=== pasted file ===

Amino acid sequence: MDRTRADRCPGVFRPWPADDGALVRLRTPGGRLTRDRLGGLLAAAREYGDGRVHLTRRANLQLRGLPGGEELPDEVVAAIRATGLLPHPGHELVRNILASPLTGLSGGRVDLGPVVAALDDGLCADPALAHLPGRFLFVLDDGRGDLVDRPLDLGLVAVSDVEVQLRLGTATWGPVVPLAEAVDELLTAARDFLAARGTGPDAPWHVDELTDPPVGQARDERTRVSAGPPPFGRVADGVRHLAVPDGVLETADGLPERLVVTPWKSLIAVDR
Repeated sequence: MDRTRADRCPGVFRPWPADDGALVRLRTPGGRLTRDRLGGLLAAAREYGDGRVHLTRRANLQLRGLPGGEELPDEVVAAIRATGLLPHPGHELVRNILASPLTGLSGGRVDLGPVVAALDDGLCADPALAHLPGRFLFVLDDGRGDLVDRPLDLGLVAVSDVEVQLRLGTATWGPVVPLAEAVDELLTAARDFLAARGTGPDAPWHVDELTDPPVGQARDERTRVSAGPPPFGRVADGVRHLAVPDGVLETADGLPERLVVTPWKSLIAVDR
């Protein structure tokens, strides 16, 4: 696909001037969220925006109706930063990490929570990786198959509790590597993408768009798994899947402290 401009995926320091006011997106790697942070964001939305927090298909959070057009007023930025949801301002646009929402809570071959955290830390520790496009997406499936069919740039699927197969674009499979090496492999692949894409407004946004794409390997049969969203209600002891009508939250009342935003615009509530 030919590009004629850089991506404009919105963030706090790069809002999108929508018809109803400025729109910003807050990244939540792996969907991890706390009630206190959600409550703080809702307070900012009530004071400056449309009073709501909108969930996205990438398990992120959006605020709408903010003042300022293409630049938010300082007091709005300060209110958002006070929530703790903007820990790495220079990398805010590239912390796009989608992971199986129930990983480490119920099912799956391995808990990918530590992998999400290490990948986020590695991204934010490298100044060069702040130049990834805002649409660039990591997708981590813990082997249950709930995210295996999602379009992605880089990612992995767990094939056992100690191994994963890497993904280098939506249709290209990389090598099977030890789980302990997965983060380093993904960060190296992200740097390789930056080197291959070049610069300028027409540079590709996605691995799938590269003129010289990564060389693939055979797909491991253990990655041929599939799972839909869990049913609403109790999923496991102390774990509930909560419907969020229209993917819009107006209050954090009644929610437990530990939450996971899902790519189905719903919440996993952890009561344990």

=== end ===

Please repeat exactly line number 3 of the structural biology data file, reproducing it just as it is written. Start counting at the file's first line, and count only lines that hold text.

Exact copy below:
């Protein structure tokens, strides 16, 4: 696909001037969220925006109706930063990490929570990786198959509790590597993408768009798994899947402290 401009995926320091006011997106790697942070964001939305927090298909959070057009007023930025949801301002646009929402809570071959955290830390520790496009997406499936069919740039699927197969674009499979090496492999692949894409407004946004794409390997049969969203209600002891009508939250009342935003615009509530 030919590009004629850089991506404009919105963030706090790069809002999108929508018809109803400025729109910003807050990244939540792996969907991890706390009630206190959600409550703080809702307070900012009530004071400056449309009073709501909108969930996205990438398990992120959006605020709408903010003042300022293409630049938010300082007091709005300060209110958002006070929530703790903007820990790495220079990398805010590239912390796009989608992971199986129930990983480490119920099912799956391995808990990918530590992998999400290490990948986020590695991204934010490298100044060069702040130049990834805002649409660039990591997708981590813990082997249950709930995210295996999602379009992605880089990612992995767990094939056992100690191994994963890497993904280098939506249709290209990389090598099977030890789980302990997965983060380093993904960060190296992200740097390789930056080197291959070049610069300028027409540079590709996605691995799938590269003129010289990564060389693939055979797909491991253990990655041929599939799972839909869990049913609403109790999923496991102390774990509930909560419907969020229209993917819009107006209050954090009644929610437990530990939450996971899902790519189905719903919440996993952890009561344990």